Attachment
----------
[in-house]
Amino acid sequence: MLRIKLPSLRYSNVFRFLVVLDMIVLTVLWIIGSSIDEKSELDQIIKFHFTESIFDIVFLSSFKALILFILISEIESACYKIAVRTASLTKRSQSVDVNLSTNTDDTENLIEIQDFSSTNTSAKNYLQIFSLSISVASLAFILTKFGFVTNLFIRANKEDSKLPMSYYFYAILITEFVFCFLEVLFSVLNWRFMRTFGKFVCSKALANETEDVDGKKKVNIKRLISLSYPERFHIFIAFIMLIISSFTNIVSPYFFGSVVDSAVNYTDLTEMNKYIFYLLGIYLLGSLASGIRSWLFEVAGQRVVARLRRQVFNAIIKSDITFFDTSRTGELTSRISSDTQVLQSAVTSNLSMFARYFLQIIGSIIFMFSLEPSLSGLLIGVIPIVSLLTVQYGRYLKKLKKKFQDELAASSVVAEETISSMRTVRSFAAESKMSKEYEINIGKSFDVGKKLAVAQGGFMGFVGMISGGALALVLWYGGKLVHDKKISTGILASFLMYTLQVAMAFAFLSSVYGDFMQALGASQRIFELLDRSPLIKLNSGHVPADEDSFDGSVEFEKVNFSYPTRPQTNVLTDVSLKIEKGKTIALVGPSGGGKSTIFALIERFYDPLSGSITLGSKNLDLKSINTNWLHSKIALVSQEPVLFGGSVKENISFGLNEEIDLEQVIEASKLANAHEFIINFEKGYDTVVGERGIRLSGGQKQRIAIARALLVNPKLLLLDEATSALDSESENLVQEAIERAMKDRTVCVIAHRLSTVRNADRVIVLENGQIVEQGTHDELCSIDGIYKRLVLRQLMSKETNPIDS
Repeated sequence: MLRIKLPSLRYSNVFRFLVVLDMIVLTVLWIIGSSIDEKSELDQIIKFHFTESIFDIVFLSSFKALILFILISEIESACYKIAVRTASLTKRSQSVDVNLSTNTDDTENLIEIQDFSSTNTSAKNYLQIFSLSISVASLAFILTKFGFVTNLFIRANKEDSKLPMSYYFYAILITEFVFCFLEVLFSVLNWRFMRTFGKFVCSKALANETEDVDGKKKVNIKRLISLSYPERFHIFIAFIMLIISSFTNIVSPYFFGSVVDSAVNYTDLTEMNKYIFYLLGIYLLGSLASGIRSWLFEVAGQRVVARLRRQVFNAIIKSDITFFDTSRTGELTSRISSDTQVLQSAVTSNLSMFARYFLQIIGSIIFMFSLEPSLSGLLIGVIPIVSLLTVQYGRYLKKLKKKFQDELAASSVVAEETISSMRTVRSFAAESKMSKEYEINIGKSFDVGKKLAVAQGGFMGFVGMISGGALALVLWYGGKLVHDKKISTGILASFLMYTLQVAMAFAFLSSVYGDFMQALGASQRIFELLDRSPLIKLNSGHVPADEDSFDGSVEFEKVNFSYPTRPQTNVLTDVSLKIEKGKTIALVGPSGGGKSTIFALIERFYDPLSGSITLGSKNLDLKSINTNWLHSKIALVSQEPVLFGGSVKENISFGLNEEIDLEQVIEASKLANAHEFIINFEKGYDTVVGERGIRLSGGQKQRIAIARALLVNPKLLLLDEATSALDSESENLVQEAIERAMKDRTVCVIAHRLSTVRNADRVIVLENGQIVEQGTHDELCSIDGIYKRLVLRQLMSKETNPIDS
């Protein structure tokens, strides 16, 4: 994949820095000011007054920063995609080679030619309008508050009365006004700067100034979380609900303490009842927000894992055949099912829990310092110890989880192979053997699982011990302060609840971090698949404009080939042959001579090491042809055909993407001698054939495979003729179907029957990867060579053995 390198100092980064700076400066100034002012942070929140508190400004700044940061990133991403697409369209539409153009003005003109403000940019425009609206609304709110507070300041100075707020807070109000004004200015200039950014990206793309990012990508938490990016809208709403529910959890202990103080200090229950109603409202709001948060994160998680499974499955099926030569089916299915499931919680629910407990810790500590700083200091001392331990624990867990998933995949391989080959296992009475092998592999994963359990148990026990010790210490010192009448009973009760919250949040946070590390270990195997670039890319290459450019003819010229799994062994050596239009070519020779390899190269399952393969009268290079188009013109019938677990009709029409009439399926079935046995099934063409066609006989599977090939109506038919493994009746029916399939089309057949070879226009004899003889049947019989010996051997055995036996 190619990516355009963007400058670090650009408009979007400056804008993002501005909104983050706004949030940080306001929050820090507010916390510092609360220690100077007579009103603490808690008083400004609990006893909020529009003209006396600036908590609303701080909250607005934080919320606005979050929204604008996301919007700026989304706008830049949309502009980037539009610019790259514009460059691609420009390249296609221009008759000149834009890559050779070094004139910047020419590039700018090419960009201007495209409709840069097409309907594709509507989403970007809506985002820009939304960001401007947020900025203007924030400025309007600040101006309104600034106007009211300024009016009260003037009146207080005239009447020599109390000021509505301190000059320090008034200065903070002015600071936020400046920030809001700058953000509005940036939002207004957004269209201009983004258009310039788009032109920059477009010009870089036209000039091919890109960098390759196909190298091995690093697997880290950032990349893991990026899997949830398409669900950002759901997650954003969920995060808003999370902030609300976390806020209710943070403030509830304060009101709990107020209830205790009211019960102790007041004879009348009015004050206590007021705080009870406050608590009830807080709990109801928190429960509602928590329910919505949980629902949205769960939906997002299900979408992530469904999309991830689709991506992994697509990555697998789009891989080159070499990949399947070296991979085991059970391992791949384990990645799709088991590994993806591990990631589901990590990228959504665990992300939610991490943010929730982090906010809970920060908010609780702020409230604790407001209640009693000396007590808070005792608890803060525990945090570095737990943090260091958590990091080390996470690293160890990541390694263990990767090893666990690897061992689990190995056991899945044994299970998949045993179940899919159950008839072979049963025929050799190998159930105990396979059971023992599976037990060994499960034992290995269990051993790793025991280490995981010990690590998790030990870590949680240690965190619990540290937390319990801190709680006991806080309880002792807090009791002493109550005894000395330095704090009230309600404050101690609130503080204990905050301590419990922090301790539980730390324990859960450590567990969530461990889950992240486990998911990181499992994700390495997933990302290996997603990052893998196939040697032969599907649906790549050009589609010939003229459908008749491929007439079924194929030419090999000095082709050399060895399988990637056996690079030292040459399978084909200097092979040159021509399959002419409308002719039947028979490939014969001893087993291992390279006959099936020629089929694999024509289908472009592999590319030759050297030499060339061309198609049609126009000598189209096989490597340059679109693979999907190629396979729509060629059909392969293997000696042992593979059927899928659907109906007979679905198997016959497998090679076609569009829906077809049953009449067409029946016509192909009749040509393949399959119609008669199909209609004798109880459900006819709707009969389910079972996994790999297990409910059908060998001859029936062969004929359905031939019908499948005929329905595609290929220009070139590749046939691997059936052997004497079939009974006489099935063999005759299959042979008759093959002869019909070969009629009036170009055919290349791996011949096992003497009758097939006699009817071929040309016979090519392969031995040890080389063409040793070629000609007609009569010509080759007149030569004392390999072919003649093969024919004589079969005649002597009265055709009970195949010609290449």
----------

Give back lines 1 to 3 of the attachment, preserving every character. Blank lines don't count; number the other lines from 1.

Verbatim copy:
[in-house]
Amino acid sequence: MLRIKLPSLRYSNVFRFLVVLDMIVLTVLWIIGSSIDEKSELDQIIKFHFTESIFDIVFLSSFKALILFILISEIESACYKIAVRTASLTKRSQSVDVNLSTNTDDTENLIEIQDFSSTNTSAKNYLQIFSLSISVASLAFILTKFGFVTNLFIRANKEDSKLPMSYYFYAILITEFVFCFLEVLFSVLNWRFMRTFGKFVCSKALANETEDVDGKKKVNIKRLISLSYPERFHIFIAFIMLIISSFTNIVSPYFFGSVVDSAVNYTDLTEMNKYIFYLLGIYLLGSLASGIRSWLFEVAGQRVVARLRRQVFNAIIKSDITFFDTSRTGELTSRISSDTQVLQSAVTSNLSMFARYFLQIIGSIIFMFSLEPSLSGLLIGVIPIVSLLTVQYGRYLKKLKKKFQDELAASSVVAEETISSMRTVRSFAAESKMSKEYEINIGKSFDVGKKLAVAQGGFMGFVGMISGGALALVLWYGGKLVHDKKISTGILASFLMYTLQVAMAFAFLSSVYGDFMQALGASQRIFELLDRSPLIKLNSGHVPADEDSFDGSVEFEKVNFSYPTRPQTNVLTDVSLKIEKGKTIALVGPSGGGKSTIFALIERFYDPLSGSITLGSKNLDLKSINTNWLHSKIALVSQEPVLFGGSVKENISFGLNEEIDLEQVIEASKLANAHEFIINFEKGYDTVVGERGIRLSGGQKQRIAIARALLVNPKLLLLDEATSALDSESENLVQEAIERAMKDRTVCVIAHRLSTVRNADRVIVLENGQIVEQGTHDELCSIDGIYKRLVLRQLMSKETNPIDS
Repeated sequence: MLRIKLPSLRYSNVFRFLVVLDMIVLTVLWIIGSSIDEKSELDQIIKFHFTESIFDIVFLSSFKALILFILISEIESACYKIAVRTASLTKRSQSVDVNLSTNTDDTENLIEIQDFSSTNTSAKNYLQIFSLSISVASLAFILTKFGFVTNLFIRANKEDSKLPMSYYFYAILITEFVFCFLEVLFSVLNWRFMRTFGKFVCSKALANETEDVDGKKKVNIKRLISLSYPERFHIFIAFIMLIISSFTNIVSPYFFGSVVDSAVNYTDLTEMNKYIFYLLGIYLLGSLASGIRSWLFEVAGQRVVARLRRQVFNAIIKSDITFFDTSRTGELTSRISSDTQVLQSAVTSNLSMFARYFLQIIGSIIFMFSLEPSLSGLLIGVIPIVSLLTVQYGRYLKKLKKKFQDELAASSVVAEETISSMRTVRSFAAESKMSKEYEINIGKSFDVGKKLAVAQGGFMGFVGMISGGALALVLWYGGKLVHDKKISTGILASFLMYTLQVAMAFAFLSSVYGDFMQALGASQRIFELLDRSPLIKLNSGHVPADEDSFDGSVEFEKVNFSYPTRPQTNVLTDVSLKIEKGKTIALVGPSGGGKSTIFALIERFYDPLSGSITLGSKNLDLKSINTNWLHSKIALVSQEPVLFGGSVKENISFGLNEEIDLEQVIEASKLANAHEFIINFEKGYDTVVGERGIRLSGGQKQRIAIARALLVNPKLLLLDEATSALDSESENLVQEAIERAMKDRTVCVIAHRLSTVRNADRVIVLENGQIVEQGTHDELCSIDGIYKRLVLRQLMSKETNPIDS